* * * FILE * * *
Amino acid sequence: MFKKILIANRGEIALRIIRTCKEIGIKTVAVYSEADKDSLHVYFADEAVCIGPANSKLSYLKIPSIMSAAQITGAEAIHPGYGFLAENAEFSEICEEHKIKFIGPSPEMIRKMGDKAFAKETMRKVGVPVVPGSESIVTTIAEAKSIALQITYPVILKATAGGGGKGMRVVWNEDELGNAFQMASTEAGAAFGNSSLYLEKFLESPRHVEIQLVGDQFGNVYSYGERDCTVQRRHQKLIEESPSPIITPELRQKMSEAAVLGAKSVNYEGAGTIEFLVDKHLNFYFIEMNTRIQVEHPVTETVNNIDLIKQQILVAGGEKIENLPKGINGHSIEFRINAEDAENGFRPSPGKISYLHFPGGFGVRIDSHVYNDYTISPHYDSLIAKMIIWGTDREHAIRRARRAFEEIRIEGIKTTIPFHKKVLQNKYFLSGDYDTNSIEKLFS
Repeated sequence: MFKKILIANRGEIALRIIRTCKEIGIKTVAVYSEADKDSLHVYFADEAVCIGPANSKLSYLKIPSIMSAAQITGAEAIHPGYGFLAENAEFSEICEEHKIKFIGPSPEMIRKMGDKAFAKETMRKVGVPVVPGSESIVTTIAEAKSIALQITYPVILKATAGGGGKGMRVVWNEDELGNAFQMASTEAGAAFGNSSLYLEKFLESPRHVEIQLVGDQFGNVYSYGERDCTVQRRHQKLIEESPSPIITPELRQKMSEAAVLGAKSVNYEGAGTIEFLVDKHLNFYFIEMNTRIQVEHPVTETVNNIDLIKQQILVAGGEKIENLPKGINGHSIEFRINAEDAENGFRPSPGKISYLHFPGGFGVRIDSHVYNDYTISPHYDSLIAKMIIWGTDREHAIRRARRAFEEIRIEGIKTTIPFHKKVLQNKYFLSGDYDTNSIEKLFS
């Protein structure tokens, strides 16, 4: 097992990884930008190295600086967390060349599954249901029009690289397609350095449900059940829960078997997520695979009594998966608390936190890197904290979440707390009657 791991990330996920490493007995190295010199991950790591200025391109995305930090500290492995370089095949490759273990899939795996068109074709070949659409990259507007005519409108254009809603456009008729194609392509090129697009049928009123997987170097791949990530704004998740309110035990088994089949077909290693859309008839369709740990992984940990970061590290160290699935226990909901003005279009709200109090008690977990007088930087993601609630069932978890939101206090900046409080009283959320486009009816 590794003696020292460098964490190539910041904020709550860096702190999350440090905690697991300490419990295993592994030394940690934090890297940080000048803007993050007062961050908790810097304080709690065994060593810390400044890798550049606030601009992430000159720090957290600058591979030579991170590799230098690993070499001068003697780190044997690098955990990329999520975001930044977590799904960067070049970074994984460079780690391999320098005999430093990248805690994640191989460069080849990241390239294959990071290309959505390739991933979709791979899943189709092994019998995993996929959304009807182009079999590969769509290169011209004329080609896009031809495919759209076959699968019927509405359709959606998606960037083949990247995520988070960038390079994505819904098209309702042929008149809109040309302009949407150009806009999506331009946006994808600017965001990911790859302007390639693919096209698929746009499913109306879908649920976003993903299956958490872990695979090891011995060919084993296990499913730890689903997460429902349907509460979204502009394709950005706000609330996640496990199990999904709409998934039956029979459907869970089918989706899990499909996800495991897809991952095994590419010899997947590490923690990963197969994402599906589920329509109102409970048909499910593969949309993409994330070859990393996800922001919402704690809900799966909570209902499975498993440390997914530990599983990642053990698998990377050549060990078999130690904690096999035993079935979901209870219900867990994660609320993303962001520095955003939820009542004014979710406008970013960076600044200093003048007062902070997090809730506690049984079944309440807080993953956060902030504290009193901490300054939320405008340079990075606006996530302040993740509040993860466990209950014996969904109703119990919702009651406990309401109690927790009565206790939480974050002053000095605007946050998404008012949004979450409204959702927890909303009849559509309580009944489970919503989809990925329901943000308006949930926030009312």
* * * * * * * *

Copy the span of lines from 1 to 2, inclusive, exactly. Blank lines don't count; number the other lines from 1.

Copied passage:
Amino acid sequence: MFKKILIANRGEIALRIIRTCKEIGIKTVAVYSEADKDSLHVYFADEAVCIGPANSKLSYLKIPSIMSAAQITGAEAIHPGYGFLAENAEFSEICEEHKIKFIGPSPEMIRKMGDKAFAKETMRKVGVPVVPGSESIVTTIAEAKSIALQITYPVILKATAGGGGKGMRVVWNEDELGNAFQMASTEAGAAFGNSSLYLEKFLESPRHVEIQLVGDQFGNVYSYGERDCTVQRRHQKLIEESPSPIITPELRQKMSEAAVLGAKSVNYEGAGTIEFLVDKHLNFYFIEMNTRIQVEHPVTETVNNIDLIKQQILVAGGEKIENLPKGINGHSIEFRINAEDAENGFRPSPGKISYLHFPGGFGVRIDSHVYNDYTISPHYDSLIAKMIIWGTDREHAIRRARRAFEEIRIEGIKTTIPFHKKVLQNKYFLSGDYDTNSIEKLFS
Repeated sequence: MFKKILIANRGEIALRIIRTCKEIGIKTVAVYSEADKDSLHVYFADEAVCIGPANSKLSYLKIPSIMSAAQITGAEAIHPGYGFLAENAEFSEICEEHKIKFIGPSPEMIRKMGDKAFAKETMRKVGVPVVPGSESIVTTIAEAKSIALQITYPVILKATAGGGGKGMRVVWNEDELGNAFQMASTEAGAAFGNSSLYLEKFLESPRHVEIQLVGDQFGNVYSYGERDCTVQRRHQKLIEESPSPIITPELRQKMSEAAVLGAKSVNYEGAGTIEFLVDKHLNFYFIEMNTRIQVEHPVTETVNNIDLIKQQILVAGGEKIENLPKGINGHSIEFRINAEDAENGFRPSPGKISYLHFPGGFGVRIDSHVYNDYTISPHYDSLIAKMIIWGTDREHAIRRARRAFEEIRIEGIKTTIPFHKKVLQNKYFLSGDYDTNSIEKLFS